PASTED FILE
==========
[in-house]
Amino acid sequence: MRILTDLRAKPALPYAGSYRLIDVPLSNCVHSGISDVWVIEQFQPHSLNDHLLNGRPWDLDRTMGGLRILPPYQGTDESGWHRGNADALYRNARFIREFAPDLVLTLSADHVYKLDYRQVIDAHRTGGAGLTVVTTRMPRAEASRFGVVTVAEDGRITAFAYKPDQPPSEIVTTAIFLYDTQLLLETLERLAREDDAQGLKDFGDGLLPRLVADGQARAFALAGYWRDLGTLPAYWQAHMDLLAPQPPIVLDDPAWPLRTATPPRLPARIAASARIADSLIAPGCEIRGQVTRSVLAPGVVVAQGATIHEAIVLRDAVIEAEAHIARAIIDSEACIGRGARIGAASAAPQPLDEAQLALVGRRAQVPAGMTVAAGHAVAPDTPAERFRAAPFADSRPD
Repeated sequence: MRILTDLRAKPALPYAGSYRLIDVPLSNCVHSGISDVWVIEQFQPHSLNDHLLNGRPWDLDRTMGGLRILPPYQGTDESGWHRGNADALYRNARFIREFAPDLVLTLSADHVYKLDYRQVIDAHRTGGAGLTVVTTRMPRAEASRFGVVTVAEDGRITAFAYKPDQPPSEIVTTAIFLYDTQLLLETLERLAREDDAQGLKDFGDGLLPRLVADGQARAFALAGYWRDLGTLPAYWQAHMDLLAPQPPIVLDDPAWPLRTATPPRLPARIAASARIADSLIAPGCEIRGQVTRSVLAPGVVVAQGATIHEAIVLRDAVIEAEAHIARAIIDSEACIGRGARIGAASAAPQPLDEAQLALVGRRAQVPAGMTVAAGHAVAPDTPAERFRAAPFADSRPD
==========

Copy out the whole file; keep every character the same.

[in-house]
Amino acid sequence: MRILTDLRAKPALPYAGSYRLIDVPLSNCVHSGISDVWVIEQFQPHSLNDHLLNGRPWDLDRTMGGLRILPPYQGTDESGWHRGNADALYRNARFIREFAPDLVLTLSADHVYKLDYRQVIDAHRTGGAGLTVVTTRMPRAEASRFGVVTVAEDGRITAFAYKPDQPPSEIVTTAIFLYDTQLLLETLERLAREDDAQGLKDFGDGLLPRLVADGQARAFALAGYWRDLGTLPAYWQAHMDLLAPQPPIVLDDPAWPLRTATPPRLPARIAASARIADSLIAPGCEIRGQVTRSVLAPGVVVAQGATIHEAIVLRDAVIEAEAHIARAIIDSEACIGRGARIGAASAAPQPLDEAQLALVGRRAQVPAGMTVAAGHAVAPDTPAERFRAAPFADSRPD
Repeated sequence: MRILTDLRAKPALPYAGSYRLIDVPLSNCVHSGISDVWVIEQFQPHSLNDHLLNGRPWDLDRTMGGLRILPPYQGTDESGWHRGNADALYRNARFIREFAPDLVLTLSADHVYKLDYRQVIDAHRTGGAGLTVVTTRMPRAEASRFGVVTVAEDGRITAFAYKPDQPPSEIVTTAIFLYDTQLLLETLERLAREDDAQGLKDFGDGLLPRLVADGQARAFALAGYWRDLGTLPAYWQAHMDLLAPQPPIVLDDPAWPLRTATPPRLPARIAASARIADSLIAPGCEIRGQVTRSVLAPGVVVAQGATIHEAIVLRDAVIEAEAHIARAIIDSEACIGRGARIGAASAAPQPLDEAQLALVGRRAQVPAGMTVAAGHAVAPDTPAERFRAAPFADSRPD